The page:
We are all familiar with the sayings, “You are what you eat,” and “Let thy food be thy medicine…” Both are essential reminders when trying to conceive. The foods you consume have a very real effect on your body, especially if you have conditions like PCOS or endometriosis, both made worse by inflammation.
By eliminating foods or ingredients that increase inflammation, such as sugars, processed foods, alcohol, and fried or fatty foods, you can notably decrease the symptoms of endometriosis. The more you naturally decrease the effects of endometriosis, the easier it is to conceive when you are ready to start a family.
The more we research the link between lifestyle choices and fertility, the clearer it is that what you eat (and what you don’t eat) matters! So here are some research-driven recommendations on foods and supplements to consume if you have endometriosis.
All patients who have endometriosis should be “prescribed” an anti-inflammatory diet. This automatically reduces inflammation in the body, relieving a myriad of endometriosis symptoms like pain, bloating, and heavier/extended periods. Reducing inflammation in the body also manages other existing health conditions, increases immune system function, and improves metabolism.
A great example of an anti-inflammatory diet that is nutritious and easy to stick to is the Mediterranean Diet. If you’re also overweight and interested in weight management, speak to your doctor about the South Beach or Modified Atkins diet plans.
Whether you opt to follow a structured meal plan or go your own way by focusing on the right ingredients, all of the following recommendations are included in anti-inflammatory diets.
There is a lot of press about omega 3s, and while they are beneficial, they also need to be balanced.
Examples of healthy omega 3 sources are:
- SMASH fish (sardines, mackerel, anchovies, salmon, and herring)
- Some seeds (chia, flax, pumpkin, or hemp – all of which are great when blended into a smoothie or added to granola atop plain or lightly sweetened yogurt.
- Eggs (preferably pasture-raised)
Always consult with your physician or a certified nutritionist to ensure you’re getting the right balance of omega 3 to omega 6 ratio, which should be 1:4. Too many omega 3s and not enough omega 6 can exacerbate inflammation.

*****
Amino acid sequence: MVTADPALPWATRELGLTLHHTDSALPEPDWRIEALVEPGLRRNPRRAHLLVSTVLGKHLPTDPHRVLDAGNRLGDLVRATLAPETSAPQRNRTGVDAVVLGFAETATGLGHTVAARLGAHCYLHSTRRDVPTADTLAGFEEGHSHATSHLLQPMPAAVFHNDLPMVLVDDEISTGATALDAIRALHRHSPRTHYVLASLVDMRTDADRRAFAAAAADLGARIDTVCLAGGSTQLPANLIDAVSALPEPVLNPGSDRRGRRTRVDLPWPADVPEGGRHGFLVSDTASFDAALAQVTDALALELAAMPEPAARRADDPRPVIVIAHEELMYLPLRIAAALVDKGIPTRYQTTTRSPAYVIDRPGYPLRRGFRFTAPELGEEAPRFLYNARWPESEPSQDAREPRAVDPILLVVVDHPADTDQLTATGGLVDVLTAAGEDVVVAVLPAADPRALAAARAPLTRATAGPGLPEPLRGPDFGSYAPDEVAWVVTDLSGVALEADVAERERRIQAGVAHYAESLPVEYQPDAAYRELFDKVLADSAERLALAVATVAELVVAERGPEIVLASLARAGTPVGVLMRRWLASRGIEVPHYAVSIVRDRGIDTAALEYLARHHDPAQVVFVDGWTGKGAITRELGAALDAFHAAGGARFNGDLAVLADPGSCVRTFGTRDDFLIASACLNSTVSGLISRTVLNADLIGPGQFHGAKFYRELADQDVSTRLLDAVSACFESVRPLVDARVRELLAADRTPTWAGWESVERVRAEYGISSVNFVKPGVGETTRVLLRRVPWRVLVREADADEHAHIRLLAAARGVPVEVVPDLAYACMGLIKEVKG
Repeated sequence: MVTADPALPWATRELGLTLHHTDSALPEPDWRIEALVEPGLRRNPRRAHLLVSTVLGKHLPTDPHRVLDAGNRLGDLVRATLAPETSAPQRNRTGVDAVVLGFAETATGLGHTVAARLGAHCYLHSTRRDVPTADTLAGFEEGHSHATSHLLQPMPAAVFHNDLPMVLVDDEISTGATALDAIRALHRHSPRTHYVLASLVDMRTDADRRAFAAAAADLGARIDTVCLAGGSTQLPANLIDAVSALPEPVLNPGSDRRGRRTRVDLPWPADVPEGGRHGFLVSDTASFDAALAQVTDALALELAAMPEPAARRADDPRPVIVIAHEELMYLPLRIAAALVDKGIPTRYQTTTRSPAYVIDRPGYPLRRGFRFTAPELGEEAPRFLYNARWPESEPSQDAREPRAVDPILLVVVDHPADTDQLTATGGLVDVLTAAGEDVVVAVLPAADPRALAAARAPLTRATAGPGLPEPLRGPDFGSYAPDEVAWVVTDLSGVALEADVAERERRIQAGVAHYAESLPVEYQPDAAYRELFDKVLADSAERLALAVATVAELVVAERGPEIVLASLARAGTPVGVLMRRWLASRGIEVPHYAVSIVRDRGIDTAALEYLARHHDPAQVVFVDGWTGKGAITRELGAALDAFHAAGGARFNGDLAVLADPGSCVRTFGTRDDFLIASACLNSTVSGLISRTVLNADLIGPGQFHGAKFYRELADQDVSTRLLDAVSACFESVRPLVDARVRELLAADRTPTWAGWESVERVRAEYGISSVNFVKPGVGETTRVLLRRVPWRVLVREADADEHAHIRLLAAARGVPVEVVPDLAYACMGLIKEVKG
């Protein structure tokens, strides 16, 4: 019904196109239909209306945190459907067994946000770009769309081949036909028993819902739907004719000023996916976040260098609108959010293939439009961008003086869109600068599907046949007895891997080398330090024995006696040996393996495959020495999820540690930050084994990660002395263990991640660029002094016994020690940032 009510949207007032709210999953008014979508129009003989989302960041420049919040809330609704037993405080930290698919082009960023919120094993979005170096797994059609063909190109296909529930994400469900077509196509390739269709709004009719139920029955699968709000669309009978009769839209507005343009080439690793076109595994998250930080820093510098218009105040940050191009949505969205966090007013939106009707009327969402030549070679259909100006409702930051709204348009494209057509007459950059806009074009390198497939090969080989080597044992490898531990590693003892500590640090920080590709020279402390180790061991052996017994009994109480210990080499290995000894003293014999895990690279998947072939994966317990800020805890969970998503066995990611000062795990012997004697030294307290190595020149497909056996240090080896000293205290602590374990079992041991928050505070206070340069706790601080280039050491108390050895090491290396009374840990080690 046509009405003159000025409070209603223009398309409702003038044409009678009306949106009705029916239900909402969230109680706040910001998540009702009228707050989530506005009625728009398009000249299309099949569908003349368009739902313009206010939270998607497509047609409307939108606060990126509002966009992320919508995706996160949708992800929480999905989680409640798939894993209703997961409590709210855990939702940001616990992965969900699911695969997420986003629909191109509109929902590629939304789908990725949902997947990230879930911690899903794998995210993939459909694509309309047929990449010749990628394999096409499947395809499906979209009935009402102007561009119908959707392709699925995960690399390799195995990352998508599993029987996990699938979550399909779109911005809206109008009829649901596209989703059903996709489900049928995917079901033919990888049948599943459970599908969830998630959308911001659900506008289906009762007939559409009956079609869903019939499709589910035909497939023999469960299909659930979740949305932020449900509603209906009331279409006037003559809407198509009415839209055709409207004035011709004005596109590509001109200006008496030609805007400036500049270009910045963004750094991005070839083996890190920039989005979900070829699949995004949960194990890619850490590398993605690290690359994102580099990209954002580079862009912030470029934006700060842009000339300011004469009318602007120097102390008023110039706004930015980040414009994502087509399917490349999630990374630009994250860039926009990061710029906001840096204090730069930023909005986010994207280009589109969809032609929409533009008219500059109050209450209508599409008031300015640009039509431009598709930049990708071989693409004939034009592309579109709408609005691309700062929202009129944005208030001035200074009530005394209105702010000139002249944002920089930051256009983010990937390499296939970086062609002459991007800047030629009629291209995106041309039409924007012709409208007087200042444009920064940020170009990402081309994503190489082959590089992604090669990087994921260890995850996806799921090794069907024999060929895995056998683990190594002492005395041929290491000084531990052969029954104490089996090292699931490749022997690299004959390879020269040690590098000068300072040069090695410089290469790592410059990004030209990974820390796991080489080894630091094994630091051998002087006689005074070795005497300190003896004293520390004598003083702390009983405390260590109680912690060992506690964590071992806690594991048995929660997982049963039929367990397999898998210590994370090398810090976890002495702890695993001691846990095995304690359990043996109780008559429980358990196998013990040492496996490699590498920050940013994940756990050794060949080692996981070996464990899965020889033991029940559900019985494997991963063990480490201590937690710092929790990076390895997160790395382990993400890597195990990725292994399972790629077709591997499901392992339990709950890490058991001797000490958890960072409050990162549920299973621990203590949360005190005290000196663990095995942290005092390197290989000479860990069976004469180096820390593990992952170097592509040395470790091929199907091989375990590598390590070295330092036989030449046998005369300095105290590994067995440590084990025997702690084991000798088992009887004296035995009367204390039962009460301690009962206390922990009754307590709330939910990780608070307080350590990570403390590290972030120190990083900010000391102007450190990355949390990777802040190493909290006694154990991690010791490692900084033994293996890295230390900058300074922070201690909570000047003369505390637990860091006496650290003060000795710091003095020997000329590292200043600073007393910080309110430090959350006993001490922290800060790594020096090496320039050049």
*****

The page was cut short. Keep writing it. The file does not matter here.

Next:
While grass-fed and finished organic beef is good for you, most of us are eating more-than-recommended levels of red meat products. So instead, create a meal plan that utilizes a range of healthy protein choices – both plant- and animal-based- including leaner meat whenever possible.
While free-range beef and hormone-free pork are fine once in a while, make an effort to showcase other healthy protein options, such as turkey, chicken, fish, beans and legumes, seitan, soy products, nuts, and seeds.
Vitamin D has received a lot of positive press during the pandemic due to its immune-boosting properties. In addition, studies show that women with endometriosis are frequently low in vitamin D levels and that boosting vitamin D reduces physical/pain symptoms and the number and severity of endometrial lesions.
Sources of vitamin D include:
- Sunshine (take a walk, hike, jog, swim, or bike ride to capitalize on vitamin D and exercise)
- Salmon, tuna, and mackerel
- Fortified foods and beverages
Recent studies, such as this one, show that consuming flavonoids (a type of antioxidant) can suppress endometrial lesions, which automatically decreases pain and discomfort experienced by women with stage 3 and 4 endometriosis.
Adding these foods to your diet increases natural flavonoid intake:
- Olives and olive oil
- Cruciferous veggies (broccoli, cabbage, leafy greens like kale, chard, spinach, and bok choy, brussels sprouts, and cauliflower)
- Citrus fruits
- Onions and scallions
Curcumin (turmeric) is a potent anti-inflammatory. It is a common ingredient in Indian and Middle Eastern foods so feel free to add it to soups, rice, and other dishes to spice them up. You can also ask your local coffee or tea shop about their warm, cozy turmeric-infused beverages (decaf if you’re trying to conceive).
If you aren’t fond of curcumin, you can find curcumin supplements in your local health food store or the supplement section of the grocery store.
We hesitate to use the term organic because plenty of local farmers can’t afford the hefty fee of becoming “certified organic.” However, multiple studies show a direct correlation between pest-/herbicides and decreased fertility in men and women. Therefore, investing a little extra for certified organic and pesticide/herbicide-free foods is worth the reduced health risk and known health benefits.
We recommend taking advantage of the area’s farmer’s markets to create established relationships with local farmers, so you know you’re consuming the healthiest meats, vegetables, fruits, and herbs possible.
Are you struggling to get pregnant with endometriosis? Schedule a consultation with Reproductive Resource Center, Kansas City’s most successful fertility treatment center, to create a personalized treatment plan. We take a well-rounded approach to family building, starting with diet and lifestyle choices and continuing with fertility treatments most likely to yield success.